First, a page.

can be viewed in two dual ways—either as variants of stochastic gradient descent for
minimizing an appropriate objective function or as variants of randomized coordinate
descent on an appropriate linear system—and to avoid confusion, and aligning with
recent literature, we refer to the row-based variant as RK and the column-based
variant as RGS for the rest of this paper. The advantage of such approaches is that
they do not need access to the entire system but rather only individual rows (or
columns) at a time. This makes them amenable in data streaming settings or when
∗ Received by the editors May 31, 2016; accepted for publication (in revised form) March 21, 2017;
published electronically October 26, 2017.
http://www.siam.org/journals/sisc/39-5/M107789.html
Funding: The second author’s work was partially supported by NSF CAREER grant 1348721
and an Alfred P. Sloan fellowship. The third author’s work was supported in part by ONR MURI
grant N000140911052.
† Machine Learning Department,
Carnegie Mellon University, Pittsburgh, PA 15213
(ahmed.s.hefny@gmail.com).
‡ Department of Mathematical Sciences, Claremont McKenna College, Claremont, CA 91711
(dneedell@cmc.edu).
§ Departments of EECS and Statistics, University of California, Berkeley, Berkeley, CA 94720
(aaditya.ramdas@gmail.com).
S528
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ROWS VERSUS COLUMNS: RIDGE REGRESSION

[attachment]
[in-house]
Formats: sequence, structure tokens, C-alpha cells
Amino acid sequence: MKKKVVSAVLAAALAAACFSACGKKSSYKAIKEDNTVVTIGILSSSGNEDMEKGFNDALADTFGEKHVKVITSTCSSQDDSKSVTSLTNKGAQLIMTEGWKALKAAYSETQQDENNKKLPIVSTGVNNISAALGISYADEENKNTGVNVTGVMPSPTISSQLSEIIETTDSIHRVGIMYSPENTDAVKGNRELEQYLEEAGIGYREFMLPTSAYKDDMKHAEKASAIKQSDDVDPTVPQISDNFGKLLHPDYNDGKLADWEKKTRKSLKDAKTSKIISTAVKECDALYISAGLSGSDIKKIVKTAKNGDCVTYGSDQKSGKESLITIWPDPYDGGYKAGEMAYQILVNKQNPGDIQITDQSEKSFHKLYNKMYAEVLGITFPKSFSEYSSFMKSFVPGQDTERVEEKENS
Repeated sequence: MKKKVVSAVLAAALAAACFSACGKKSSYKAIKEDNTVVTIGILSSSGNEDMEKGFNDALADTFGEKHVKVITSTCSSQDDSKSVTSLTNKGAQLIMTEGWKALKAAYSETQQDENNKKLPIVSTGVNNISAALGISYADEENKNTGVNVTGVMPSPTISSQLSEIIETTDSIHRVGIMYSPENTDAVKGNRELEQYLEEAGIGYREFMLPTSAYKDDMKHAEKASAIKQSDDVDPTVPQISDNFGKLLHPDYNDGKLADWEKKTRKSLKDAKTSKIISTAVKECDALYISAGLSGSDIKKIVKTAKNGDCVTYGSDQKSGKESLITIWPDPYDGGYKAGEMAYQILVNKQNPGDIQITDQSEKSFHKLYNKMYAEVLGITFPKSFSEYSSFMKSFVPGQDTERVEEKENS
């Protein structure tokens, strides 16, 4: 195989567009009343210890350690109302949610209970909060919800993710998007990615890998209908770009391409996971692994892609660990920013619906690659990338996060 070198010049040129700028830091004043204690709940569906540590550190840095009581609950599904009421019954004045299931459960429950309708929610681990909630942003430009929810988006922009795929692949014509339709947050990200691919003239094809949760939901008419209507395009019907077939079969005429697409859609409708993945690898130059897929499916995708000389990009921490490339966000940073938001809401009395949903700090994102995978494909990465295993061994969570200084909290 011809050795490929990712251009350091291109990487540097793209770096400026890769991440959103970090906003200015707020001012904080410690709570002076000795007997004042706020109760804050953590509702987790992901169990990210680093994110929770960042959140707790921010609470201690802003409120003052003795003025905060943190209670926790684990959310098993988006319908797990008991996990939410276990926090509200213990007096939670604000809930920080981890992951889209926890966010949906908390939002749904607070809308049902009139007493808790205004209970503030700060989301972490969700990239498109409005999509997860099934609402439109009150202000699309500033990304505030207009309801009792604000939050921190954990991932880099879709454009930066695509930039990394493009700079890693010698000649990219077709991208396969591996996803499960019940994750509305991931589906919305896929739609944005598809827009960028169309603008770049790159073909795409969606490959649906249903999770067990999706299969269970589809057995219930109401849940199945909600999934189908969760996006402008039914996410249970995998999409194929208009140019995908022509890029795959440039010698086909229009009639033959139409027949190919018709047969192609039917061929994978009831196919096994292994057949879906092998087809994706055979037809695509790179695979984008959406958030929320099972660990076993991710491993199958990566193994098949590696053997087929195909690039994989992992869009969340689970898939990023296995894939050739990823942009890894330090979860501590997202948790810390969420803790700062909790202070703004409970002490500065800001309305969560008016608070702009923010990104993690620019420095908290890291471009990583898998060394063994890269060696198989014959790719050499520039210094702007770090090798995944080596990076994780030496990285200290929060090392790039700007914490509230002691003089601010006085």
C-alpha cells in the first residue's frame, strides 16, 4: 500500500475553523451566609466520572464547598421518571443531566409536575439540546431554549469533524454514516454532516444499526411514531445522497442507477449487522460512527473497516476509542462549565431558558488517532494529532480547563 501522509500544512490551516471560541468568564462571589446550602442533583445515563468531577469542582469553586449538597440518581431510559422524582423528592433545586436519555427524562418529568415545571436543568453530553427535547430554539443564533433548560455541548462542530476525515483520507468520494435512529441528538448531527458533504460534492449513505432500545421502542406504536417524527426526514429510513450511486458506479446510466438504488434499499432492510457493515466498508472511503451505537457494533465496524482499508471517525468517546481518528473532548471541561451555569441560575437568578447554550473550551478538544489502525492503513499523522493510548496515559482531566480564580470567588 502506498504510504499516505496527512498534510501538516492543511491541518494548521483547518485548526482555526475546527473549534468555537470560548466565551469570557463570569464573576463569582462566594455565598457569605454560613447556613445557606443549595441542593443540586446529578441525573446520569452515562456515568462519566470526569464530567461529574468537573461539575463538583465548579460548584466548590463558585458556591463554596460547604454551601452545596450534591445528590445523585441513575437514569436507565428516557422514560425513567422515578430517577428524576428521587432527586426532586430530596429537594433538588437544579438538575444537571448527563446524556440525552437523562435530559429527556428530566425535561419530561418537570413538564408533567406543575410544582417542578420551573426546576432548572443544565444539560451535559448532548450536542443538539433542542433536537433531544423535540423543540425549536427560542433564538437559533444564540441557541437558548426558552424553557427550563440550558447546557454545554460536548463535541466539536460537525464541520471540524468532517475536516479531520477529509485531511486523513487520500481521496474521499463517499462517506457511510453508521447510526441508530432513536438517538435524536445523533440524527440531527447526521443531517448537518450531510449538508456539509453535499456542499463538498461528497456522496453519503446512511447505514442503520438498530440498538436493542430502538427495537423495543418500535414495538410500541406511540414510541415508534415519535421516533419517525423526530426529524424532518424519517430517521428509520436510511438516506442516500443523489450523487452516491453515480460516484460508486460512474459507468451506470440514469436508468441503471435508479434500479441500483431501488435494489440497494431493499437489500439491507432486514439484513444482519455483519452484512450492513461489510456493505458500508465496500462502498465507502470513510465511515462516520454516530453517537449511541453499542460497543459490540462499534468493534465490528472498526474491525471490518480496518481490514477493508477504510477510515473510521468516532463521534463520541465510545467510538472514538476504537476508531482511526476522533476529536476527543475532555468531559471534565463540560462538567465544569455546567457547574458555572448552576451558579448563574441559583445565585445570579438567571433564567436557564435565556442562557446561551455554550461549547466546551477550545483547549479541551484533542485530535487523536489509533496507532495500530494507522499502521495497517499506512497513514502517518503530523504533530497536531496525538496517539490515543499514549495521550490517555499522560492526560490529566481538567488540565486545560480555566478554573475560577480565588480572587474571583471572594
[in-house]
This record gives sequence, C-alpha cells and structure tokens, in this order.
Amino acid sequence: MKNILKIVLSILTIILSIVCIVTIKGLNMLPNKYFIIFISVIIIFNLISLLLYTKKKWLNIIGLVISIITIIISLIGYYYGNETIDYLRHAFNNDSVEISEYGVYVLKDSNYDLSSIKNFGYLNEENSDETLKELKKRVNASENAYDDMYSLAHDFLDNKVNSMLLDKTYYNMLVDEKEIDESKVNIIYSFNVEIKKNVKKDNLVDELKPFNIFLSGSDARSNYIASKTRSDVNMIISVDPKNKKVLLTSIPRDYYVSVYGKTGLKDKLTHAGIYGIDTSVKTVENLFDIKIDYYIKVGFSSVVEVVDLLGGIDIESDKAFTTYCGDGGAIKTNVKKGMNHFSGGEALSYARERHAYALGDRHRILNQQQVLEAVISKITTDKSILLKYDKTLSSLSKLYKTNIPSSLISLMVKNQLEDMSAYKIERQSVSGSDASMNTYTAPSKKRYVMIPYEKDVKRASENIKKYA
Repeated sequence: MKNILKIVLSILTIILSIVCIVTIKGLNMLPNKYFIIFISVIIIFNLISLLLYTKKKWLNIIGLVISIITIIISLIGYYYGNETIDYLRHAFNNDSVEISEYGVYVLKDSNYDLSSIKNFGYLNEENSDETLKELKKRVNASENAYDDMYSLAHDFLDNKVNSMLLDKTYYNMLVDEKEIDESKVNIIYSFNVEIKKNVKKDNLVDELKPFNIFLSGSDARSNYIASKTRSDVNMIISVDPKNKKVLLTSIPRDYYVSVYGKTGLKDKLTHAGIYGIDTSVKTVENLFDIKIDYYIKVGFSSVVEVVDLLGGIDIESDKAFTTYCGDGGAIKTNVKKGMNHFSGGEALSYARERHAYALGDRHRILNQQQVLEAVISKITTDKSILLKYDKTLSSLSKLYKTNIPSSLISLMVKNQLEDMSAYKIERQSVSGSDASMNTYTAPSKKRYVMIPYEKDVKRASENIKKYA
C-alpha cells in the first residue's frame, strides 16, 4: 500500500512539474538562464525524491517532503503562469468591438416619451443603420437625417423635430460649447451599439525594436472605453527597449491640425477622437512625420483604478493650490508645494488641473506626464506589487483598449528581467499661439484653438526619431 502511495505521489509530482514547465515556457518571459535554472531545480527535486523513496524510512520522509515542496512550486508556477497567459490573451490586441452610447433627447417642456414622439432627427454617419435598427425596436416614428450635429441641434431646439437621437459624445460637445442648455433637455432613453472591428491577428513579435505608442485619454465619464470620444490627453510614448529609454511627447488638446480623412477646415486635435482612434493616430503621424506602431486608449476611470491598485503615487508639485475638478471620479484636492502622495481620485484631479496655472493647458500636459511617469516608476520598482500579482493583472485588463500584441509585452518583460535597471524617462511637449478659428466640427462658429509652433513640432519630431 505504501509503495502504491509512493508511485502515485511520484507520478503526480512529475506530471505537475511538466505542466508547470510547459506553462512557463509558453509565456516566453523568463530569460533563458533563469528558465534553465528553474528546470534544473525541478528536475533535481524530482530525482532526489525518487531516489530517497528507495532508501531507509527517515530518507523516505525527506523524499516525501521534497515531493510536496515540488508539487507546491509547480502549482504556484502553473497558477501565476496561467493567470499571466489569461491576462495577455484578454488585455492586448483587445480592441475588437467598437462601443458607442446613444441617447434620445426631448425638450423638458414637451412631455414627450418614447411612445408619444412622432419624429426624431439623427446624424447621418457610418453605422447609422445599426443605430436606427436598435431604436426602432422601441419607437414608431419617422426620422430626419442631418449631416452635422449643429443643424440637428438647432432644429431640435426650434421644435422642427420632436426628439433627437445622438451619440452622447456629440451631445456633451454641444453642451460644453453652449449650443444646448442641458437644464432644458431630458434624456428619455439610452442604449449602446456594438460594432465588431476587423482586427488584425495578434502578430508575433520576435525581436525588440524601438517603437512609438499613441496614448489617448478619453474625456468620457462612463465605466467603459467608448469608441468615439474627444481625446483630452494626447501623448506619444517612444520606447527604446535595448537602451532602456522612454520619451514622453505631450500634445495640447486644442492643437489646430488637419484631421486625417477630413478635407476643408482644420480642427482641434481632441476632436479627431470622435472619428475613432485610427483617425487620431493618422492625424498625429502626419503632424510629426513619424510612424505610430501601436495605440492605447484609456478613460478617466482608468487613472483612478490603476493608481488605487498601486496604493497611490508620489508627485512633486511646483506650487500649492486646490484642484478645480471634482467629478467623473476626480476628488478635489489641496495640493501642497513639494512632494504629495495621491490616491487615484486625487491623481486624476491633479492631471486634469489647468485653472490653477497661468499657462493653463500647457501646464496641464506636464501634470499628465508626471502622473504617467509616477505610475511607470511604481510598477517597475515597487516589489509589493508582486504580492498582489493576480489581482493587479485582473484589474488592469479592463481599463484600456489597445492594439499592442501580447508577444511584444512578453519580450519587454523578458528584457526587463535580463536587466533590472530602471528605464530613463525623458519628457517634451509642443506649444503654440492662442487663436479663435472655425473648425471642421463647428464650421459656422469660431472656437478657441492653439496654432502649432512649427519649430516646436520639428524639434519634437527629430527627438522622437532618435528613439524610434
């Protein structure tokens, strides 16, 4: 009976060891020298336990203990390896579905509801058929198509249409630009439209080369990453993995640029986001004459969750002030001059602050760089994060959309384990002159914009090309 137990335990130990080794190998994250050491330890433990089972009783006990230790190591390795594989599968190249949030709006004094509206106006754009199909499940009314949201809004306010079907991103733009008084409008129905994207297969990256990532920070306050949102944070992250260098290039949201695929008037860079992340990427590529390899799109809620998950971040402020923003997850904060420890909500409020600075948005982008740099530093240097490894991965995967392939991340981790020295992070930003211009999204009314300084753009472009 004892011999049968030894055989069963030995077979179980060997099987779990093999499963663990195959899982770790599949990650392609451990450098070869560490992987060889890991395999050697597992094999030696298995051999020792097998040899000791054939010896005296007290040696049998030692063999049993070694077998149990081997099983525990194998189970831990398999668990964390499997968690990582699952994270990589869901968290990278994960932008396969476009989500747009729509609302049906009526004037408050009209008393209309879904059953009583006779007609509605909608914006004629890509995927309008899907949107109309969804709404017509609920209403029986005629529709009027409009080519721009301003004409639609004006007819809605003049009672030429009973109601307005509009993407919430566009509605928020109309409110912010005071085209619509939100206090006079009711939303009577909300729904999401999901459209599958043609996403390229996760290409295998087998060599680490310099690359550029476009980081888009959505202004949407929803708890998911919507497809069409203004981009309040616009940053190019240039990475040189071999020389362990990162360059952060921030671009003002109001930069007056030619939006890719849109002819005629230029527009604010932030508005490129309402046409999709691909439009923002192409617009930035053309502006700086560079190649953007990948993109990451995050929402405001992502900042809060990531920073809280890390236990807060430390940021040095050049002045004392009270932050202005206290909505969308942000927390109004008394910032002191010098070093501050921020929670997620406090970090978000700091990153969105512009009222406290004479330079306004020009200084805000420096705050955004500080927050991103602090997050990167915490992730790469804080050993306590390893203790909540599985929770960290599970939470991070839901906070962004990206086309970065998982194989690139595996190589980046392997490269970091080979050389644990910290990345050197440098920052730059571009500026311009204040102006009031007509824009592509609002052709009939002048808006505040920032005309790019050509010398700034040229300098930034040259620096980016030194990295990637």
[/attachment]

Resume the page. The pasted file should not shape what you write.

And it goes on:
S529
the system is so large-scale that it may not even load into memory. This paper only
analyzes variants of these types of iterative approaches, showing in what regimes one
may be preferable to the other.
For statistical as well as computational reasons, one often prefers to solve what
is called ridge regression or Tikhonov-regularized least squares regression. This corresponds to solving the convex optimization problem
min ky − Xβk22 + λkβk2
β
for a given parameter λ (which we assume is fixed and known for this paper) and a
(real or complex) m×n matrix X. We can reduce the above problem to solving a linear
system, in two different (dual) ways. Our analysis will show that the performance of
the two associated algorithms is very different when m < n and when m > n.
Contribution. There exist a large number of algorithms, iterative and not, randomized and not, for this problem. In this work, we will be concerned with only
the aforementioned subclass of randomized algorithms, RK and RGS. Our main contribution is to analyze the convergence rates of variants of RK and RGS for ridge
regression, showing linear convergence in expectation, but the emphasis will be on